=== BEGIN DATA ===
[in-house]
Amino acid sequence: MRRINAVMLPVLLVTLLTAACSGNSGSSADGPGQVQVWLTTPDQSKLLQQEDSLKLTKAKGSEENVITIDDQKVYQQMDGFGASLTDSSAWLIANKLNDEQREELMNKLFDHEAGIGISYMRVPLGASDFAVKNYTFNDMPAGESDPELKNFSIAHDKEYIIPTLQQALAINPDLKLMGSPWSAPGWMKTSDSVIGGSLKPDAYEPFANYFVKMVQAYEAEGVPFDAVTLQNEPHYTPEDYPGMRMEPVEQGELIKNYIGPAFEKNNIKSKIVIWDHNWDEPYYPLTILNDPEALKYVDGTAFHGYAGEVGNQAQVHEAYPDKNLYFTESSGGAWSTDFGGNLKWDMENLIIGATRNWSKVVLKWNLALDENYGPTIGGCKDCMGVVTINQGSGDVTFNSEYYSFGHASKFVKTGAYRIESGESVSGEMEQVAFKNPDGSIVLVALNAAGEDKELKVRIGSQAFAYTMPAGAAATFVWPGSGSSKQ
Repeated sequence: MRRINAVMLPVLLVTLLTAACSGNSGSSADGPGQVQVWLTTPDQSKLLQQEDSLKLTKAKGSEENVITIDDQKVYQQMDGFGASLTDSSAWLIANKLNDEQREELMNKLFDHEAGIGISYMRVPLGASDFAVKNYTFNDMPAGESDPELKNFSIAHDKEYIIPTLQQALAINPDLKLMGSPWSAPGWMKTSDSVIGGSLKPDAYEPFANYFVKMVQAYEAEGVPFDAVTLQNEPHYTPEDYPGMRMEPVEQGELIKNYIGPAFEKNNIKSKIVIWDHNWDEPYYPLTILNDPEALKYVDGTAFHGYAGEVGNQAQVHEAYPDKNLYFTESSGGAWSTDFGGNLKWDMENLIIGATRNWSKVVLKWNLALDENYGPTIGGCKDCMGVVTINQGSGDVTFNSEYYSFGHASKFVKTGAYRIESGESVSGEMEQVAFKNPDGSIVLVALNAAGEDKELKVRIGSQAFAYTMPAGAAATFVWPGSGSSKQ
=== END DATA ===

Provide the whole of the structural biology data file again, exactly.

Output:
[in-house]
Amino acid sequence: MRRINAVMLPVLLVTLLTAACSGNSGSSADGPGQVQVWLTTPDQSKLLQQEDSLKLTKAKGSEENVITIDDQKVYQQMDGFGASLTDSSAWLIANKLNDEQREELMNKLFDHEAGIGISYMRVPLGASDFAVKNYTFNDMPAGESDPELKNFSIAHDKEYIIPTLQQALAINPDLKLMGSPWSAPGWMKTSDSVIGGSLKPDAYEPFANYFVKMVQAYEAEGVPFDAVTLQNEPHYTPEDYPGMRMEPVEQGELIKNYIGPAFEKNNIKSKIVIWDHNWDEPYYPLTILNDPEALKYVDGTAFHGYAGEVGNQAQVHEAYPDKNLYFTESSGGAWSTDFGGNLKWDMENLIIGATRNWSKVVLKWNLALDENYGPTIGGCKDCMGVVTINQGSGDVTFNSEYYSFGHASKFVKTGAYRIESGESVSGEMEQVAFKNPDGSIVLVALNAAGEDKELKVRIGSQAFAYTMPAGAAATFVWPGSGSSKQ
Repeated sequence: MRRINAVMLPVLLVTLLTAACSGNSGSSADGPGQVQVWLTTPDQSKLLQQEDSLKLTKAKGSEENVITIDDQKVYQQMDGFGASLTDSSAWLIANKLNDEQREELMNKLFDHEAGIGISYMRVPLGASDFAVKNYTFNDMPAGESDPELKNFSIAHDKEYIIPTLQQALAINPDLKLMGSPWSAPGWMKTSDSVIGGSLKPDAYEPFANYFVKMVQAYEAEGVPFDAVTLQNEPHYTPEDYPGMRMEPVEQGELIKNYIGPAFEKNNIKSKIVIWDHNWDEPYYPLTILNDPEALKYVDGTAFHGYAGEVGNQAQVHEAYPDKNLYFTESSGGAWSTDFGGNLKWDMENLIIGATRNWSKVVLKWNLALDENYGPTIGGCKDCMGVVTINQGSGDVTFNSEYYSFGHASKFVKTGAYRIESGESVSGEMEQVAFKNPDGSIVLVALNAAGEDKELKVRIGSQAFAYTMPAGAAATFVWPGSGSSKQ